Fouillot, J. & Barrault, D. Fisiopatología y altitud. Rev. Trib. Med., 8:9-17, 1982. [ Links ]

Guyton, A. & Hall, J. Fisiología de la Aviación, las Grandes Alturas y el Espacio. In: Guyton, A. & Hall, J. Tratado de Fisiología Médica. 9th ed. Madrid, McGraw-Hill, 1996. pp.591-8. [ Links ]

Hralová, M.; Angerová, Y.; Gueye, T.; Bortelová, J.; Svestková, O.; Zima, T. & Lippertová-Grünerová, M. Long-term results of enriched environment and erythropoietin after hypobaric hypoxia in rats. Physiol. Res., 62(4):463-70, 2013. [ Links ]

Iqbal, S.; Hameed, U.; Hasan, B.; Zia-Ul-Islam; Ahmed, M. & Brohi, A. H. Protective potential of Vitamin E against methylphenidate-induced male gonadal changes in albino rats. Int. J. Health Sci. (Qassim), 13(3):19-23, 2019. [ Links ]

Irarrázaval, S.; Allard, C.; Campodónico, J.; Pérez, D.; Strobel, P.; Vásquez, L.; Urquiaga, I.; Echeverría, G. & Leighton, F. Oxidative stress in acute hypobaric hypoxia. High Alt. Med. Biol., 18(2):128-34, 2017. [ Links ]

Kim, J. H. & Han, S. S. Studies on hypoxia V. Effects of anoxia on developing connective tissue cells in rats. Anat. Rec., 165(4):531-41, 1969. [ Links ]

Núñez-Espinosa, C.; Douziech, A.; Ríos-Kristjánsson, J. G.; Rizo, D.; Torrella, J. R.; Pagès, T. & Viscor, G. Effect of intermittent hypoxia and exercise on blood rheology and oxygen transport in trained rats. Respir. Physiol. Neurobiol., 192:112-7, 2014. [ Links ]

Okumura, A.; Fuse, H.; Kawauchi, Y.; Mizuno, I. & Akashi, T. Changes in male reproductive function after high altitude mountaineering. High Alt. Med. Biol., 4(3):349-53, 2003. [ Links ]

Siques, P.; Brito, J.; Naveas, N.; Pulido, R.; De la Cruz, J. J.; Mamani, M. & León-Velarde, F. Plasma and liver lipid profiles in rats exposed to chronic hypobaric hypoxia: changes in metabolic pathways. High Alt. Med. Biol., 15(3):388-95, 2014. [ Links ]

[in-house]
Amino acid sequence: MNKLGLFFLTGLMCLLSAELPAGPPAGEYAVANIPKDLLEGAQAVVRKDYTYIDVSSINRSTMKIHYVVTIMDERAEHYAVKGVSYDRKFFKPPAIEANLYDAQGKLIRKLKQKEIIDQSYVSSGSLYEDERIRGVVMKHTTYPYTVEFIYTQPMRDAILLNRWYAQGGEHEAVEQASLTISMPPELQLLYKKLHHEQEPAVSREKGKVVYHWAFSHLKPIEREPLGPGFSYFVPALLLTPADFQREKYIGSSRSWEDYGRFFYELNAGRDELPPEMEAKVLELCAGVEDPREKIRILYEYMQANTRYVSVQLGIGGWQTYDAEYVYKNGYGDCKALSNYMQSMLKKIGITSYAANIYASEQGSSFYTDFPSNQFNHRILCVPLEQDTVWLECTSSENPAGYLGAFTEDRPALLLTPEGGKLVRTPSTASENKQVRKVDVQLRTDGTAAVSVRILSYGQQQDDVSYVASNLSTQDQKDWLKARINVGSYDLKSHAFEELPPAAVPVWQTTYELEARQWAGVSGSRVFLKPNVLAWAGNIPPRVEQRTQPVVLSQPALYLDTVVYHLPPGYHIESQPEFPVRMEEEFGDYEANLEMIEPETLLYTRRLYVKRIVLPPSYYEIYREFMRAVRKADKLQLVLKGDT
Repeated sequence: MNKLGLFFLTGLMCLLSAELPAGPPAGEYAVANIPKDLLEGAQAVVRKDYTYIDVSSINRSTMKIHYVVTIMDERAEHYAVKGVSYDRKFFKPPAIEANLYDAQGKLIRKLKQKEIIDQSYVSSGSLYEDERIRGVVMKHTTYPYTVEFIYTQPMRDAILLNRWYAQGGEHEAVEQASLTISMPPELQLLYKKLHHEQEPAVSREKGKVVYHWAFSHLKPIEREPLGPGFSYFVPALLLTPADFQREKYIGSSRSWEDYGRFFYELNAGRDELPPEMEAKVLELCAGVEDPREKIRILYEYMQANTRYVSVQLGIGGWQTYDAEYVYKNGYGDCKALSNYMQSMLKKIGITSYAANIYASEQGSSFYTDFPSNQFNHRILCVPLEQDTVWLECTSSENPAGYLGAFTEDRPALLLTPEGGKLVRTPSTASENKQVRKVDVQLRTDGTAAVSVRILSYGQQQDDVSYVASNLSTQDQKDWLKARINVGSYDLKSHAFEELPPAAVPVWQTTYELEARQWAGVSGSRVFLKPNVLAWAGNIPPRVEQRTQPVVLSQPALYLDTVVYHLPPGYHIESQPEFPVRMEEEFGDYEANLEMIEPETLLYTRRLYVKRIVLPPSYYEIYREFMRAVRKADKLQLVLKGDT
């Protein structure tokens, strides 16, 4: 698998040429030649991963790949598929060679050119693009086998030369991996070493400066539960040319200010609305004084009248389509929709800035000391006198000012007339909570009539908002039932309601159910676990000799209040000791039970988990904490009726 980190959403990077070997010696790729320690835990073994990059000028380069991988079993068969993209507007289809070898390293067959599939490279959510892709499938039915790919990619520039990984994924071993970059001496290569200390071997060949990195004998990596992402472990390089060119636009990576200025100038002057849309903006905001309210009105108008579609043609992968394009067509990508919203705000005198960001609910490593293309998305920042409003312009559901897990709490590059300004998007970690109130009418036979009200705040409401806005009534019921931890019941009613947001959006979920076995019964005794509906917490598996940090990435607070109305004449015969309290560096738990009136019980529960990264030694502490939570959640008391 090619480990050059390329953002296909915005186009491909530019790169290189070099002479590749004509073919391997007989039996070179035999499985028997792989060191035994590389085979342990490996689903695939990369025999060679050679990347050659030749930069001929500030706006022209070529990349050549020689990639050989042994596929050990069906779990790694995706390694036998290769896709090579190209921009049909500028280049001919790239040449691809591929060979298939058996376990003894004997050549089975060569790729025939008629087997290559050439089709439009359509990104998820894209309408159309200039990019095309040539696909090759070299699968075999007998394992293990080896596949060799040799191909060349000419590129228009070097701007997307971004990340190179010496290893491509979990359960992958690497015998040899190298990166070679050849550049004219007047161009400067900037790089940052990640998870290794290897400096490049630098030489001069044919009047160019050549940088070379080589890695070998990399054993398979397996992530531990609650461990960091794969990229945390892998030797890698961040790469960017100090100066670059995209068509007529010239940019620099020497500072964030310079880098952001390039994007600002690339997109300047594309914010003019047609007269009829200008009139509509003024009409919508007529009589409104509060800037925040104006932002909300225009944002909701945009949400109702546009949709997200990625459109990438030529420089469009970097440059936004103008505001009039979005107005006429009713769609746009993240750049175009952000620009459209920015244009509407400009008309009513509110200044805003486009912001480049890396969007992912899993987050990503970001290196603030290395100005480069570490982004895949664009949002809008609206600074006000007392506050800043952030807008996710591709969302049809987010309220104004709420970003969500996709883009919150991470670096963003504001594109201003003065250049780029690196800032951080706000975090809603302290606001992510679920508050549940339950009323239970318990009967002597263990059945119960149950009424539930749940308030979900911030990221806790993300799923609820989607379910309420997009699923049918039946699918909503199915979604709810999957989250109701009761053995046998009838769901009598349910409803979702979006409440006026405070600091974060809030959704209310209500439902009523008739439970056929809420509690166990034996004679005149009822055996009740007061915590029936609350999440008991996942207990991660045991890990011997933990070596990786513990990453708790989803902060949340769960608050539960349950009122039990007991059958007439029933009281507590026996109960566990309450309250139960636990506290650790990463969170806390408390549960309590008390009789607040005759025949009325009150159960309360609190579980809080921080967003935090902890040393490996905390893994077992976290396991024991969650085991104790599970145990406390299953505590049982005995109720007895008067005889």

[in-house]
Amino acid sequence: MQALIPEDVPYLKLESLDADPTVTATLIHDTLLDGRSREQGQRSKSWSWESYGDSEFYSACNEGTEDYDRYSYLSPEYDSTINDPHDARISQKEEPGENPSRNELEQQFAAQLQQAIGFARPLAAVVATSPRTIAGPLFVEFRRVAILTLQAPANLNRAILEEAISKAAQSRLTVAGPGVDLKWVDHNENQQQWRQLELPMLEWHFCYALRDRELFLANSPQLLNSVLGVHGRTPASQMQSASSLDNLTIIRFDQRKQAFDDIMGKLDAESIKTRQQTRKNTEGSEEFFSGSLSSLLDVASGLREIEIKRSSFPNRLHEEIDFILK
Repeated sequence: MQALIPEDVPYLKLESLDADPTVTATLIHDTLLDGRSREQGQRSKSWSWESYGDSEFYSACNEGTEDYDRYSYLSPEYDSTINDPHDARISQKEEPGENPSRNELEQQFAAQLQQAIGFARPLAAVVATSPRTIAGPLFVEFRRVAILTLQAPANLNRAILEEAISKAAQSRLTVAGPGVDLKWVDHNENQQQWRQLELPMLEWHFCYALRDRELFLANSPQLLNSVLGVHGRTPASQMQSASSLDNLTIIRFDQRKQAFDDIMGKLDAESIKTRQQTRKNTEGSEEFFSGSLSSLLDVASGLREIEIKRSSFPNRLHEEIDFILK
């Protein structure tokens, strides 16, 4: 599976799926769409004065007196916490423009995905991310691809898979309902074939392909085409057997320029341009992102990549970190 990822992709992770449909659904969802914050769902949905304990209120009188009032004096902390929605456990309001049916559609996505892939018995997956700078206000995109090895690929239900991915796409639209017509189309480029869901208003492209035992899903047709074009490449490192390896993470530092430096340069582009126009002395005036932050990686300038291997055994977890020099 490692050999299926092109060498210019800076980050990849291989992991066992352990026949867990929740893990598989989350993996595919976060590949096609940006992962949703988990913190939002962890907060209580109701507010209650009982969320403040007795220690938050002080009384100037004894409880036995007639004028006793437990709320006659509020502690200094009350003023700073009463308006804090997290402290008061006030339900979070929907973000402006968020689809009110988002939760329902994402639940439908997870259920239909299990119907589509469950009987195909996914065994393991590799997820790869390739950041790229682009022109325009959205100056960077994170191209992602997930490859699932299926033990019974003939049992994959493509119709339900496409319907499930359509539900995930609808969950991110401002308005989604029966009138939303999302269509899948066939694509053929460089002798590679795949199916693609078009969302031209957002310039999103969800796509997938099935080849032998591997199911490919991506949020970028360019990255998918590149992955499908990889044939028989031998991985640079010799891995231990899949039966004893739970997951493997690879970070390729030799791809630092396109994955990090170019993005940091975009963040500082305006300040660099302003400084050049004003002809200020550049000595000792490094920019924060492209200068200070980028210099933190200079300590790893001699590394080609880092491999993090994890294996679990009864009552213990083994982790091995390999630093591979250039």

Viscor, G.; Torrella, J. R.; Corral, L.; Ricart, A.; Javierre, C.; Pages, T. & Ventura, J. L. Physiological and biological responses to short-term intermittent hypobaric hypoxia exposure: from sports and mountain medicine to new biomedical applications. Front. Physiol., 9:814, 2018. [ Links ]

Yao, C.; Li, G.; Qian, Y.; Cai, M.; Yin, H.; Xiao, L.; Tang, W.; Guo, F. & Shi, B. Protection of pentoxifylline against testis injury induced by intermittent hypobaric hypoxia. Oxid. Med. Cell. Longev., 2016:3406802, 2016. [ Links ]

Zepeda, A. B.; Figueroa, C. A.; Calaf, G. M. & Farías, J. G. Male reproductive system and antioxidants in oxidative stress induced by hypobaric hypoxia. Andrologia, 46(1):1-8, 2014. [ Links ]

Received: May 15, 2019; Accepted: July 18, 2019

*Correspondence to: Email: dramrojas@hotmail.com; mrojasr@u.uchile.cl

Corresponding author: Dra. Mariana Rojas R. Laboratorio de Embriología Comparada Programa de Anatomía y Biología del Desarrollo Facultad de Medicina, ICBM Universidad de Chile, Santiago - CHILE.

Creative Commons License This is an open-access article distributed under the terms of the Creative Commons Attribution License